Carloway  Ross and Cromarty


In 1882-4, Frances Groome's Ordnance Gazetteer of Scotland described Carloway like this:

Carloway, a district in the N of Lewis, Outer Hebrides, Ross-shire, extending from the upper part of Lochs parish north-westward to the Atlantic, and from Loch Roag north-eastward to the boundary with Barvas. Its coast is penetrated, 3 miles east-north-eastward from the mouth of Loch Roag, by a sea-inlet called Loch Carloway; and its interior is more mountainous than almost any other part of Lewis, and has numerous intersections of soft and moorish tracts and fresh-water lakes. ...

The arable lands form a small proportion of the entire area, lie chiefly along the shore, and are low and sandy. A circular Scandinavian fort here is larger and more entire than almost any other antiquity of its class in Scotland, and has a strong stone, turf-covered rampart 30 feet high. A village called Carloway stands at the head of Loch Carloway, and has a Free church. The father of blind Rory, the harper, mentioned in one of Sir Walter Scott's novels, resided in the district, and was the original translator of the Psalms into Gaelic. Pop. of registration district (1861) 2204, (1871) 2702, (1881) 2974.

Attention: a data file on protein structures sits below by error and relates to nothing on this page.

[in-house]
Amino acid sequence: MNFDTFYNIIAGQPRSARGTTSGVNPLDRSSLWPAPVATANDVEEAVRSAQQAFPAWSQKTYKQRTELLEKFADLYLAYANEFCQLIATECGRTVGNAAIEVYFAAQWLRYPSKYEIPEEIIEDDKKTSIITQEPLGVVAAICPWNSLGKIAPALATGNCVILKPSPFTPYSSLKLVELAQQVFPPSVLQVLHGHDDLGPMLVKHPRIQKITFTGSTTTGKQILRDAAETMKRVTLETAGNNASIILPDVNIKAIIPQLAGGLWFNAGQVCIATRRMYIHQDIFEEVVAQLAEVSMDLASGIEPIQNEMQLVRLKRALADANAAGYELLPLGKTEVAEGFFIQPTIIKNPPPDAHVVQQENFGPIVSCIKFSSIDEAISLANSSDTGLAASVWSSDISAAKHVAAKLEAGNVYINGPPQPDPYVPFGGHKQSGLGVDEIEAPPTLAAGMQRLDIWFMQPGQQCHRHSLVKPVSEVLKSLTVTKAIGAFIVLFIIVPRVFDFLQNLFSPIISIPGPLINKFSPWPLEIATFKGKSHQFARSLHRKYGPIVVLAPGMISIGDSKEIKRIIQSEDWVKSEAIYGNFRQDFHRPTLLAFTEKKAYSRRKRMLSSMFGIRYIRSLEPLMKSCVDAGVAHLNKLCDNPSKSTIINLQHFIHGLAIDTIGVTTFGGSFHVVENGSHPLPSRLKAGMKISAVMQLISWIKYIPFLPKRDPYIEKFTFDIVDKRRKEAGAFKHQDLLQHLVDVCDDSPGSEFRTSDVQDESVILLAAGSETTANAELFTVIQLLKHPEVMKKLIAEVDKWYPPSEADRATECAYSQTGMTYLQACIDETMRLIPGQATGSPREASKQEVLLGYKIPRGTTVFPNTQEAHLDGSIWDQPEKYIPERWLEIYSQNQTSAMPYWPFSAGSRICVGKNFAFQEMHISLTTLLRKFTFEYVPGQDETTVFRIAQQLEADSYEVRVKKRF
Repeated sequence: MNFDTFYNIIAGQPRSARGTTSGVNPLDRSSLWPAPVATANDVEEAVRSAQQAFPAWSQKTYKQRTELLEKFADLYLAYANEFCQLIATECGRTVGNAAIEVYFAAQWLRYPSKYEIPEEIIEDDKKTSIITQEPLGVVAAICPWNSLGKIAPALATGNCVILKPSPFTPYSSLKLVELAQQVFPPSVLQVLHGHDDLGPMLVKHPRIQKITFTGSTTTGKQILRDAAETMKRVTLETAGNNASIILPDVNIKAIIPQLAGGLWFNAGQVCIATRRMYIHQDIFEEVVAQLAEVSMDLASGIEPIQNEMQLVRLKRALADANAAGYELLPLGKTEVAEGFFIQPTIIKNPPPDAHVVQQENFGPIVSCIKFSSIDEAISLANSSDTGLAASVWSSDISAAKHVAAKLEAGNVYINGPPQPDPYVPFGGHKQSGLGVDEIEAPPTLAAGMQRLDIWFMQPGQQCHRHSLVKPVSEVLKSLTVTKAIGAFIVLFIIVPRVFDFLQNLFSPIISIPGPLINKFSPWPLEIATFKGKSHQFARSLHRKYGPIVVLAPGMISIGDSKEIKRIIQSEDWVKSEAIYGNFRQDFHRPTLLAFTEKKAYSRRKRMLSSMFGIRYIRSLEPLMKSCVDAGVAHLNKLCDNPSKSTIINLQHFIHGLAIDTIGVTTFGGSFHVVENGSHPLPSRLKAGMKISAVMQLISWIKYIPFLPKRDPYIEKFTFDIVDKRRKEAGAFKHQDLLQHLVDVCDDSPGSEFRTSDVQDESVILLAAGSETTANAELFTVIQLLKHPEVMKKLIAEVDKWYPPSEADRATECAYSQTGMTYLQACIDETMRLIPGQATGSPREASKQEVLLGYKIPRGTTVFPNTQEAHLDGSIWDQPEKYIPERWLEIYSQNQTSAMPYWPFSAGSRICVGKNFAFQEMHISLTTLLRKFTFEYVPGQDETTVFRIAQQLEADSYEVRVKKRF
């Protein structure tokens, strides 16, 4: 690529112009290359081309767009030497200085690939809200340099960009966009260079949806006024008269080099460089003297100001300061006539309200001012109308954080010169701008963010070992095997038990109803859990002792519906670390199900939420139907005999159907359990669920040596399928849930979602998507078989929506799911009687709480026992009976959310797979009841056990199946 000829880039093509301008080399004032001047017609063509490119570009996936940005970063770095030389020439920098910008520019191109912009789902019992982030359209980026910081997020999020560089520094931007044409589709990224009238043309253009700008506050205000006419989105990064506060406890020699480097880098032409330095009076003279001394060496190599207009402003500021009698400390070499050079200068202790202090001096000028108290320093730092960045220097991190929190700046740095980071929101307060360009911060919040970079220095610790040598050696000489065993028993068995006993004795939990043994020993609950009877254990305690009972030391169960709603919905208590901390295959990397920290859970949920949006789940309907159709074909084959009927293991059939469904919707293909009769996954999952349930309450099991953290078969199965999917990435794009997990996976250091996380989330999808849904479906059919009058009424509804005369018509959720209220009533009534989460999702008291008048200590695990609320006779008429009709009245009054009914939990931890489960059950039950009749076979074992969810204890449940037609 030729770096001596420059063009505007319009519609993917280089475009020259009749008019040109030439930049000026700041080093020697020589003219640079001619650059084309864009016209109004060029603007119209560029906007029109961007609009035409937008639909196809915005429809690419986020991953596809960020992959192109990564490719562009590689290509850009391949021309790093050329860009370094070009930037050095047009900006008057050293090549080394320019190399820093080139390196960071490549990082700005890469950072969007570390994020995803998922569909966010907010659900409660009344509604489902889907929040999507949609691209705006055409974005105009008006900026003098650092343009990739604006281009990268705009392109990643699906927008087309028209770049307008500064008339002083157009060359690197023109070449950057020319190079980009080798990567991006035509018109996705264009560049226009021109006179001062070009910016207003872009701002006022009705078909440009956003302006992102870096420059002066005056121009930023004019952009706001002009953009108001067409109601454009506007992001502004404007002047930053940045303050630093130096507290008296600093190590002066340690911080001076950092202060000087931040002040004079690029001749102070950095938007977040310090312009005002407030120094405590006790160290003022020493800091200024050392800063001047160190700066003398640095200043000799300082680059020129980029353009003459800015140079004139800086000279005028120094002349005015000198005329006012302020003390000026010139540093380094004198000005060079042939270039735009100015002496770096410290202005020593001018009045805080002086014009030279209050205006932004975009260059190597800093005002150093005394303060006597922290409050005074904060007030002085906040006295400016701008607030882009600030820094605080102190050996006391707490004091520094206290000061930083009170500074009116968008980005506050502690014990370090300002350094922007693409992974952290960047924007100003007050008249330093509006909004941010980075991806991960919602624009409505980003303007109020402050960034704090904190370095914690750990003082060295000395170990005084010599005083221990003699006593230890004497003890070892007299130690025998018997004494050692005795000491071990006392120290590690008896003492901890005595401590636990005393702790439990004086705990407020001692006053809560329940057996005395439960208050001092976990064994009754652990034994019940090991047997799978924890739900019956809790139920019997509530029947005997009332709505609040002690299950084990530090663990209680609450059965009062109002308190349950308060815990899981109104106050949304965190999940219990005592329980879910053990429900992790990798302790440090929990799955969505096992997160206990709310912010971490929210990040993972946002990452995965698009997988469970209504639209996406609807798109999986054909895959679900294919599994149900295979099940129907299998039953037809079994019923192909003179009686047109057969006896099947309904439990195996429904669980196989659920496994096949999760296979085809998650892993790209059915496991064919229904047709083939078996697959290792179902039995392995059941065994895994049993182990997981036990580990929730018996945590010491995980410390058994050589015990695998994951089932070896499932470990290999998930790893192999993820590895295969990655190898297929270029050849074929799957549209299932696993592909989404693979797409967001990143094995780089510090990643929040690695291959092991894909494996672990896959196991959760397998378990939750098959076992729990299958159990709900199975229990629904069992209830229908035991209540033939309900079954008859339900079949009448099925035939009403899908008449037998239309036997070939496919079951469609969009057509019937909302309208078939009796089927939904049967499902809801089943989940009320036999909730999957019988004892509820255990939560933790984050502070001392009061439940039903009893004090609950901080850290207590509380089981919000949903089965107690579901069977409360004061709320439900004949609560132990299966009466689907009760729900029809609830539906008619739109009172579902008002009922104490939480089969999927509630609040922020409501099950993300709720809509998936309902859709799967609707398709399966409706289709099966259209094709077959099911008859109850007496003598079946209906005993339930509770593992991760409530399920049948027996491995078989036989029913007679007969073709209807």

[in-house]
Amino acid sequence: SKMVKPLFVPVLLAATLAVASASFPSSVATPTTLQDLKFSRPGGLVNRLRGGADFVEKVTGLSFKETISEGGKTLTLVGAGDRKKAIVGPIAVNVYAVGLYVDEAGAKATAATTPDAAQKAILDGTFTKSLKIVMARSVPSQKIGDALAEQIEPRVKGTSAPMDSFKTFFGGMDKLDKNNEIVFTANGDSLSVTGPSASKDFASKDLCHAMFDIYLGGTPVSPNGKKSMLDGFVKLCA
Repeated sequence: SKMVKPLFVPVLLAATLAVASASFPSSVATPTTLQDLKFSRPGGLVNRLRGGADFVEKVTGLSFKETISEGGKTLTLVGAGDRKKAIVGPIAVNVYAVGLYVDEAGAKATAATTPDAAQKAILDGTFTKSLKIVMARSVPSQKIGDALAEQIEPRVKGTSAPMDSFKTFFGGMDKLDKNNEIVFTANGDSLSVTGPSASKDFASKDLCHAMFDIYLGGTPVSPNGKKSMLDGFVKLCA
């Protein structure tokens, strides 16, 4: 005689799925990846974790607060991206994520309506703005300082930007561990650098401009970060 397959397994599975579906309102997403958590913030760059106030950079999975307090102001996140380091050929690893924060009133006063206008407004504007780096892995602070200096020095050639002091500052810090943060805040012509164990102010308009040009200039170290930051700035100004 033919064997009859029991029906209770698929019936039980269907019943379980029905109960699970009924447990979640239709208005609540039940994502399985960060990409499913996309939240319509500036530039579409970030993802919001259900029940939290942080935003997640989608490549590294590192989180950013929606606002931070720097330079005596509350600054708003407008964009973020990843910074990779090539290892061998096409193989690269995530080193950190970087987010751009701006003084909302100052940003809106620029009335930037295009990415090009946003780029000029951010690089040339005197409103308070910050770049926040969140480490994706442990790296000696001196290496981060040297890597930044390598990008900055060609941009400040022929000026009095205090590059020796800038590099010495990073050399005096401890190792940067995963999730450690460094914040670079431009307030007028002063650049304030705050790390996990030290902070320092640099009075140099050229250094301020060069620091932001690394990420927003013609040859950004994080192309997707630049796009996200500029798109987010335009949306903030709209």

Carloway through time

Carloway is now part of Eilean Siar district. Click here for graphs and data of how Eilean Siar has changed over two centuries. For statistics about Carloway itself, go to Units and Statistics.

How to reference this page:

GB Historical GIS / University of Portsmouth, History of Carloway, in Eilean Siar and Ross and Cromarty | Map and description, A Vision of Britain through Time.


Date accessed: 24th October 2021

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